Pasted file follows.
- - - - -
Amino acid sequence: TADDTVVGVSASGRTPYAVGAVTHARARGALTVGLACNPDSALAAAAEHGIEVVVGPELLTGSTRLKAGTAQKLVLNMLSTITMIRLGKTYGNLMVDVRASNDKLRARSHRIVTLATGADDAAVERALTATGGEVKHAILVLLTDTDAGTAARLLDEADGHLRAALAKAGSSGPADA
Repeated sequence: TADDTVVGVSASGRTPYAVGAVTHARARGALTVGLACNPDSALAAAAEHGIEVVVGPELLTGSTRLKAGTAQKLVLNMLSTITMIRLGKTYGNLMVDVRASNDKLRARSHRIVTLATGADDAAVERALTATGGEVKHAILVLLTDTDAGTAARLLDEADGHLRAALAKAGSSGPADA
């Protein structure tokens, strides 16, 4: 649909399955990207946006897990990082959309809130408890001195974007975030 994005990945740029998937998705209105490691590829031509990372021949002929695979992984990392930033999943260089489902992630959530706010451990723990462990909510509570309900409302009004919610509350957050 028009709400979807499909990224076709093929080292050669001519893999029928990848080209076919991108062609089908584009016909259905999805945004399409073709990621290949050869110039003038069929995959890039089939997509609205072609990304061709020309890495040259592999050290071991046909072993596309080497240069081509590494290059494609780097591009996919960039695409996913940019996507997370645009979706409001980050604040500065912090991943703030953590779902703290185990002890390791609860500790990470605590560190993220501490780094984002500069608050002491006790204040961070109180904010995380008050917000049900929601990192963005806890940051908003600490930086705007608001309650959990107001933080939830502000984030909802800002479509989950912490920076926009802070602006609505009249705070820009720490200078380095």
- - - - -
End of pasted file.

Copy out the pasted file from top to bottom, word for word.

Amino acid sequence: TADDTVVGVSASGRTPYAVGAVTHARARGALTVGLACNPDSALAAAAEHGIEVVVGPELLTGSTRLKAGTAQKLVLNMLSTITMIRLGKTYGNLMVDVRASNDKLRARSHRIVTLATGADDAAVERALTATGGEVKHAILVLLTDTDAGTAARLLDEADGHLRAALAKAGSSGPADA
Repeated sequence: TADDTVVGVSASGRTPYAVGAVTHARARGALTVGLACNPDSALAAAAEHGIEVVVGPELLTGSTRLKAGTAQKLVLNMLSTITMIRLGKTYGNLMVDVRASNDKLRARSHRIVTLATGADDAAVERALTATGGEVKHAILVLLTDTDAGTAARLLDEADGHLRAALAKAGSSGPADA
């Protein structure tokens, strides 16, 4: 649909399955990207946006897990990082959309809130408890001195974007975030 994005990945740029998937998705209105490691590829031509990372021949002929695979992984990392930033999943260089489902992630959530706010451990723990462990909510509570309900409302009004919610509350957050 028009709400979807499909990224076709093929080292050669001519893999029928990848080209076919991108062609089908584009016909259905999805945004399409073709990621290949050869110039003038069929995959890039089939997509609205072609990304061709020309890495040259592999050290071991046909072993596309080497240069081509590494290059494609780097591009996919960039695409996913940019996507997370645009979706409001980050604040500065912090991943703030953590779902703290185990002890390791609860500790990470605590560190993220501490780094984002500069608050002491006790204040961070109180904010995380008050917000049900929601990192963005806890940051908003600490930086705007608001309650959990107001933080939830502000984030909802800002479509989950912490920076926009802070602006609505009249705070820009720490200078380095």